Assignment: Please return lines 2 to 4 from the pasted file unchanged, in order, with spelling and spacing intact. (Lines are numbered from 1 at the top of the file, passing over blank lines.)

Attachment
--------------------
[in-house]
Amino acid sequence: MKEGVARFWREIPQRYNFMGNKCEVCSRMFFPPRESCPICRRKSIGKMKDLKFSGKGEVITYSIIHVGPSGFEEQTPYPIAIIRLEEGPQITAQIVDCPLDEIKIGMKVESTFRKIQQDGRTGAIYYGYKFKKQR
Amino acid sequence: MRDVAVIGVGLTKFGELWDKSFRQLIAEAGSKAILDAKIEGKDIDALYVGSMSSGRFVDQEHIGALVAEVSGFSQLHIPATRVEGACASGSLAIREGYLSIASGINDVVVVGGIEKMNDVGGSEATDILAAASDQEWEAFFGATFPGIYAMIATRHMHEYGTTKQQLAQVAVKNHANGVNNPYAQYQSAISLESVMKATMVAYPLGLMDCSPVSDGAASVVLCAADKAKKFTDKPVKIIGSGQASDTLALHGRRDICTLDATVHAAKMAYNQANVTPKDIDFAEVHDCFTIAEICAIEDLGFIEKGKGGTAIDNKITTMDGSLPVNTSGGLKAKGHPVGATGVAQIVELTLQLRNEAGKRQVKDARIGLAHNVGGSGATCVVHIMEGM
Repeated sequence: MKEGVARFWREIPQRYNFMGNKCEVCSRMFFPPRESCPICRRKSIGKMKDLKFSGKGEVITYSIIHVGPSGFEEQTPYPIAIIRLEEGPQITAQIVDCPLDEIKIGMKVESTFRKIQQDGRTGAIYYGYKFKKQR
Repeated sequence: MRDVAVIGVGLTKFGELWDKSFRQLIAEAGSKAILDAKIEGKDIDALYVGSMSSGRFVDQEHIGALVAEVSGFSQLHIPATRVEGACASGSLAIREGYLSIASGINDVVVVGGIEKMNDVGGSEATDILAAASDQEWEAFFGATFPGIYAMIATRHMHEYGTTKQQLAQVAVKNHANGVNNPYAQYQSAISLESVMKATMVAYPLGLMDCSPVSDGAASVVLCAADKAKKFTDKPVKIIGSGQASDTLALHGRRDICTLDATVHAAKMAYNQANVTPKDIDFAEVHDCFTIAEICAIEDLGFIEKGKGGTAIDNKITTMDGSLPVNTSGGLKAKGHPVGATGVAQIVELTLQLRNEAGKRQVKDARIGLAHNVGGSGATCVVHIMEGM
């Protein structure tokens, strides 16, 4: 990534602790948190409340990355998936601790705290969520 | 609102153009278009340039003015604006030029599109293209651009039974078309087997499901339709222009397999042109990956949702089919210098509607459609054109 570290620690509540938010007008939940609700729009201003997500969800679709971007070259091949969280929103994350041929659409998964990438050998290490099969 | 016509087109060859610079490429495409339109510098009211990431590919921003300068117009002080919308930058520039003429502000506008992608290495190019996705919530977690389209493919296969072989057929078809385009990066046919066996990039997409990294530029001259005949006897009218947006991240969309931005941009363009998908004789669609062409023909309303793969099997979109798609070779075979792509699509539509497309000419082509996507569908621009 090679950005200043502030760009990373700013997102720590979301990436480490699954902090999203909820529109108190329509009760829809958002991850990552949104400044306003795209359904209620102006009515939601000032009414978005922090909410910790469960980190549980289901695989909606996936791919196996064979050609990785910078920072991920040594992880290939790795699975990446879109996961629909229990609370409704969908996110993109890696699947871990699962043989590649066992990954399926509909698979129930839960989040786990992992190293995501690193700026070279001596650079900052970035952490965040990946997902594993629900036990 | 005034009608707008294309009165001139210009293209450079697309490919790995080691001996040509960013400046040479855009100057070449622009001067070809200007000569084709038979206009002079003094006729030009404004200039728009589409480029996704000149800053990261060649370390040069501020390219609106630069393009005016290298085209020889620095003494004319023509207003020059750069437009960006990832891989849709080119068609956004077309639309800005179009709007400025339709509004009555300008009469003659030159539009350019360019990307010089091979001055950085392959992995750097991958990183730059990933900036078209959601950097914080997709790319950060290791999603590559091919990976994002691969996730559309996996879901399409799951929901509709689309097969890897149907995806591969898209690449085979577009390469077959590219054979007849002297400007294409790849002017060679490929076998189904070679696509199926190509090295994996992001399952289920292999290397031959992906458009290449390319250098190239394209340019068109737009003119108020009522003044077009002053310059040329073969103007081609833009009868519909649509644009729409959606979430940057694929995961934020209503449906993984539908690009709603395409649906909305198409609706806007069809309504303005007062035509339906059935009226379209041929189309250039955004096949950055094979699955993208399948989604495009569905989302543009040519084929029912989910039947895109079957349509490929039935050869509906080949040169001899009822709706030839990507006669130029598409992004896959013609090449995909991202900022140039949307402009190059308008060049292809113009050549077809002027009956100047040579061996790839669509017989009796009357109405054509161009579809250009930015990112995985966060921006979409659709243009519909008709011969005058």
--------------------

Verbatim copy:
Amino acid sequence: MKEGVARFWREIPQRYNFMGNKCEVCSRMFFPPRESCPICRRKSIGKMKDLKFSGKGEVITYSIIHVGPSGFEEQTPYPIAIIRLEEGPQITAQIVDCPLDEIKIGMKVESTFRKIQQDGRTGAIYYGYKFKKQR
Amino acid sequence: MRDVAVIGVGLTKFGELWDKSFRQLIAEAGSKAILDAKIEGKDIDALYVGSMSSGRFVDQEHIGALVAEVSGFSQLHIPATRVEGACASGSLAIREGYLSIASGINDVVVVGGIEKMNDVGGSEATDILAAASDQEWEAFFGATFPGIYAMIATRHMHEYGTTKQQLAQVAVKNHANGVNNPYAQYQSAISLESVMKATMVAYPLGLMDCSPVSDGAASVVLCAADKAKKFTDKPVKIIGSGQASDTLALHGRRDICTLDATVHAAKMAYNQANVTPKDIDFAEVHDCFTIAEICAIEDLGFIEKGKGGTAIDNKITTMDGSLPVNTSGGLKAKGHPVGATGVAQIVELTLQLRNEAGKRQVKDARIGLAHNVGGSGATCVVHIMEGM
Repeated sequence: MKEGVARFWREIPQRYNFMGNKCEVCSRMFFPPRESCPICRRKSIGKMKDLKFSGKGEVITYSIIHVGPSGFEEQTPYPIAIIRLEEGPQITAQIVDCPLDEIKIGMKVESTFRKIQQDGRTGAIYYGYKFKKQR